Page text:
Orpheum Bell
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Orpheum Bell

Ann Arbor, Michigan, United States | INDIE

Ann Arbor, Michigan, United States | INDIE
Band Folk Country

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"'Pearls' Review"

...."they weave a rich tapestry with their guitars, banjo, ukulele, dobro, autoharp, accordion, mandolin, musical saw, upright bass, percussion, and hurdy gurdy, which sometimes strikes us as essentially mythical. Especially the duo- or harmony of several voices and violin-playing ladies Annie, Laurel, and Merrill, contribute to the deceptively naive and fairy like atmosphere. All composers and instrumentalists together create a unique world in which among other things trees are homesick, the beach is covered with unfulfilled dreams, and the moon is called a coward." - Rootstime (Belgian Review by Mieke Geukens)


"'Pearls' CD Review"

"The Ann Arbor-based sextet Orpheum Bell delivers an intriguing blend of Django Reinhardt gypsy jazz and song stylings reminiscent of "Rain Dog"-era Tom Waits on "Pearls" (****, self-released), the group's exquisitely played -- and packaged -- second release. Sporting letter-pressed artwork that looks like something out of the Civil War period, the music also features instrumentation from another era, with hurdy-gurdy, shepherd harp, ukuleles and even a musical saw coming into play. Guitarist Aaron Klein sings with the Waits-ian growl, while violinist Merrill Hodnefield provides a nice contrast with her gentler, more lilting vocals."

"Orpheum Bell rings the strongest on the ambitious "Hard Money Suite," which closes with the sensational "New Hearse for Hastings," delving into dark subject matter with relish." - Detroit Free Press (Martin Bandyke)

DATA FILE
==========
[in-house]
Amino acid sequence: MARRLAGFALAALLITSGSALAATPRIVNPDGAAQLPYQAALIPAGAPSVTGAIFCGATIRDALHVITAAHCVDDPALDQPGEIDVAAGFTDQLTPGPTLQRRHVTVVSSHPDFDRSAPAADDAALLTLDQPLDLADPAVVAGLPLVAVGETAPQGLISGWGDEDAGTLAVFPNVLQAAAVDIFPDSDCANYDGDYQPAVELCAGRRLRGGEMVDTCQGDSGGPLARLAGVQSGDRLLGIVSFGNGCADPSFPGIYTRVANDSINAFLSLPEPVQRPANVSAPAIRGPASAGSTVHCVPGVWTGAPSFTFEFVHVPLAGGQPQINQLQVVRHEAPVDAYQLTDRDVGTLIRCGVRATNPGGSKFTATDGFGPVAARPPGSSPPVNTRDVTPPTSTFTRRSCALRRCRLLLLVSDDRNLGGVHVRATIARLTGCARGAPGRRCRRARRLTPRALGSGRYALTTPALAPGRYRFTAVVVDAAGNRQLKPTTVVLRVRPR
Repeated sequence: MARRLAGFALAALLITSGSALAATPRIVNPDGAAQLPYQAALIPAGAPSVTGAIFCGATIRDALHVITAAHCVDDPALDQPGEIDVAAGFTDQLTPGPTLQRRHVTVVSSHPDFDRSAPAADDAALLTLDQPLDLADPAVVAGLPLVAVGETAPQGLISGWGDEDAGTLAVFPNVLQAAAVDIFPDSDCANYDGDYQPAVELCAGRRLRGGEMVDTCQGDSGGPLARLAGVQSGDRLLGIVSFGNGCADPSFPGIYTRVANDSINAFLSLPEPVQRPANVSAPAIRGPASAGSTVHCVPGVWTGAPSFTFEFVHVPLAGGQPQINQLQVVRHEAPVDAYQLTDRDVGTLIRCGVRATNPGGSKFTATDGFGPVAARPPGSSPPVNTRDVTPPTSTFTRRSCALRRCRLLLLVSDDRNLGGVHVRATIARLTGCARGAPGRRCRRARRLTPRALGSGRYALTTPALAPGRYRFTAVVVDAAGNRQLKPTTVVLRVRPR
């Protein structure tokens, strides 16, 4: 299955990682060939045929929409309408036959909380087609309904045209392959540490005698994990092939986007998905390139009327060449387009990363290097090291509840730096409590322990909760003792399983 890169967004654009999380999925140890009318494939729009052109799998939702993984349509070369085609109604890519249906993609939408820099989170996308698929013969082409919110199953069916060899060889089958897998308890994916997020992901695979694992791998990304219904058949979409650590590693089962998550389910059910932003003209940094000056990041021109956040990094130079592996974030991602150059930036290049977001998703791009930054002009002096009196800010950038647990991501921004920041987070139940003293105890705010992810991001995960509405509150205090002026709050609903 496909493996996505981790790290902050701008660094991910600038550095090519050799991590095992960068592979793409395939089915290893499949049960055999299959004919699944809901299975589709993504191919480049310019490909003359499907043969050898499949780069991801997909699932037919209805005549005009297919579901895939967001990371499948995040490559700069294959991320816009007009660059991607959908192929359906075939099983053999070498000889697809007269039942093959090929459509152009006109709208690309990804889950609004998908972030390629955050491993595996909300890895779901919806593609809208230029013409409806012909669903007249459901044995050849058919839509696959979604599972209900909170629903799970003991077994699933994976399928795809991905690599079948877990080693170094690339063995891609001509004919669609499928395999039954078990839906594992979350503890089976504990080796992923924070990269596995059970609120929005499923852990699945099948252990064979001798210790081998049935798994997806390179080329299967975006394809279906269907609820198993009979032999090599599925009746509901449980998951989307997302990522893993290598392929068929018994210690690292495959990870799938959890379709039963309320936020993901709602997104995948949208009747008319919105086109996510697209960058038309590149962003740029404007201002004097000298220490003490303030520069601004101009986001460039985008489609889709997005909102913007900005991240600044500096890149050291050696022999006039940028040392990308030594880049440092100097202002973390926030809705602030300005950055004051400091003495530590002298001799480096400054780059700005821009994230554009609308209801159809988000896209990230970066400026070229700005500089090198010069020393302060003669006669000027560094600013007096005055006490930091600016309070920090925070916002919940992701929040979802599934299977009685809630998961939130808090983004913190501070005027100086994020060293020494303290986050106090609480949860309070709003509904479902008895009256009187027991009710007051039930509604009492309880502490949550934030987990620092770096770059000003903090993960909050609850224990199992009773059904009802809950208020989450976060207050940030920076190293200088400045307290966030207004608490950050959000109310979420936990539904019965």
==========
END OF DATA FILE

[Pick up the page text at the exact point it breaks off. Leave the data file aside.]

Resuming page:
"Orpheum Bell - 'A Gem of a Band'"

.. .."live the band has a bewitching energy. They channel all of their old-timey vibes into a performance that's earthy and vibrant and makes you feel like you're witnessing - and simultaneously part of - an amazing artistic endeavor".. .. - Ann Arbor Observer (Katie Whitney)


"'Pretty as You' CD Review"

"Orpheum Bell saunters an elegant tightrope between old days and new, progressive as hell while firmly rooted. Beautifully packaged, quietly dark eleganza showcasing extremely attractive chops and trad vocals set in renewed context....everything about it speaking of considered compositions, veteran experience, and literate lyricism drawn from elder days and almost nihilistic thoughts." - Folk & Acoustic Music Exchange (Mark S. Tucker)


"Orpheum Bell's 'Pearls'"

"Ann Arbor quintet Orpheum Bell self-describes their music as “Country and Eastern” – a mix of Balkan gypsy and traditional country with folk music influences. Their latest release Pearls features banjo, accordion, trumpet, soprano trombone, shepherd harp, musical saw, a suitcase pump organ, cittern, guitar and dobro, double bass, foot percussion and ukulele, culminating in another lovely album of rich lullabies, duets, stomps, rustic ballads, and gypsy waltzes. Orpheum Bell is unique, fresh and captivating; a band not to be missed by traditional music fans." - Record Dept. (J. Felton)


"Orpheum Bell's 'Pearls' A True Gem"

....."Orpheum Bell achieves something unique on "Pearls", the band's new album: reaching deep into the past yet sounding completely fresh. It's a terrific, fascinating work, and reaffirms the band's reputation as a local treasure - and one that deserves a much wider audience."

"The unusual instruments (plus the near-total abscence of drums, which aren't missed at all) start to explain the original sound of Orpheum Bell, but they're just a part of it. The lyrics - evocative yet mysterious, plainspoken yet cryptic - are another part. Bust mostly, it can't be explained; this is music you need to hear."

"Ah, yes, well played. Can't forget that. These folks are excellent musicians, skilled, and soulful. And throughout the album they work as an ensemble so well it seems they were meant to do this together."

"Finally, even the packaging concept of this album deserves some attention, too. Fully folded out, the cover derives from an old check. The cover was then letterpressed with copper plates on recycled paper using a hand-fed cylinder letterpress. And the whole thing only enhances the overall themes and feel of the album."

....this album stands out. Orpheum Bell is a remarkable band, and "Pearls" is an amazing album." - Ann Arbor.com (Bob Needham)


"Surrealist Whispers from the Past"